For the German-speaking theatre of the present Jelinek’s tirades have proven to be almost ideal playlists – because of their open form. The outstanding directors of this theatre are in agreement that the contemporary stage text should prescribe the actors as little as possible. In the view of these directors, the words of the author are there above all to open linguistic and performance spaces for grappling with the political and social reality. The director Nicolas Stemann has said that Wut is about “the attempt to defuse a little the madness of the world with art and to restore some reason.” Neither the actors nor the audience must thereby understand each and every word of Jelinek’s text. This dramatic literature is written for sensuous realization. The texts are meant to be performed.
SUCCESS THROUGH JELINEK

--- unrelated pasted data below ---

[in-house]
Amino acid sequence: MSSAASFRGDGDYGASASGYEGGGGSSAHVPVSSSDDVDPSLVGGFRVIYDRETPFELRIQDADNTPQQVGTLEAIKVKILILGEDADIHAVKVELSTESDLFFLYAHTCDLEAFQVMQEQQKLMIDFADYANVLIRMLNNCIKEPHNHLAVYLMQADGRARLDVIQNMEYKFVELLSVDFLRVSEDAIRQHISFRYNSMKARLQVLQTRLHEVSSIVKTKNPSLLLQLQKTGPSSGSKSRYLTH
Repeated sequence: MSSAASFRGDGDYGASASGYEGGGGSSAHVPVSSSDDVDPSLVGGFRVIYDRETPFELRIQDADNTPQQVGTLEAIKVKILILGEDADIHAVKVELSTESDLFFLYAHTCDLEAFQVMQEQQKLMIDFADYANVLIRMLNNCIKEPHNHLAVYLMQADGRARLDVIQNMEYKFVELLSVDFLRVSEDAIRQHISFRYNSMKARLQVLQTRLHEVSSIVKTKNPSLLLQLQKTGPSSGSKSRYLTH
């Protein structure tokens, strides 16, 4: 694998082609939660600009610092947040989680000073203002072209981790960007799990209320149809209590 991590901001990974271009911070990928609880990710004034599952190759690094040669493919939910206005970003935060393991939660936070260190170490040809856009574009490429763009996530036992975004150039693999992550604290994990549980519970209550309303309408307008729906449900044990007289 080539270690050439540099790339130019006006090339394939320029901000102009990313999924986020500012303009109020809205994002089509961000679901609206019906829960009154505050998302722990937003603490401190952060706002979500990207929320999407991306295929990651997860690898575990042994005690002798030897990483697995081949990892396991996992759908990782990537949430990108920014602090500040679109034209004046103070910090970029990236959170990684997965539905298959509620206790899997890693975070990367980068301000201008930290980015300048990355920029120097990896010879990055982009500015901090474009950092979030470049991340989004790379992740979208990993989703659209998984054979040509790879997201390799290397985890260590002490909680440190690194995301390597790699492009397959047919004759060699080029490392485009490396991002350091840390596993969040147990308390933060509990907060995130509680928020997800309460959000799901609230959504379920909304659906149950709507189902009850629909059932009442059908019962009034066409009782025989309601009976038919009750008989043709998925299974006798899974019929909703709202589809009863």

And in fact, Jelinek’s plays have in recent years significantly influenced the performance practice of the German-language stage. Jelinek’s associative texts, of which Wolken.Heim (Cloud. Cuckoo. Land) (premiered 1988), Das Werk (The Work) (2003) and Die Kontrakte des Kaufmanns (The Merchant’s Contracts) (2009) are among the most outstanding, have fostered an associative style of directing that today shapes the craft of many important German-language theatres. Almost all major directors see texts of novels, film material and classical plays as a stimulus for a performative art for which theatre studies have devised the term “post-dramatic”.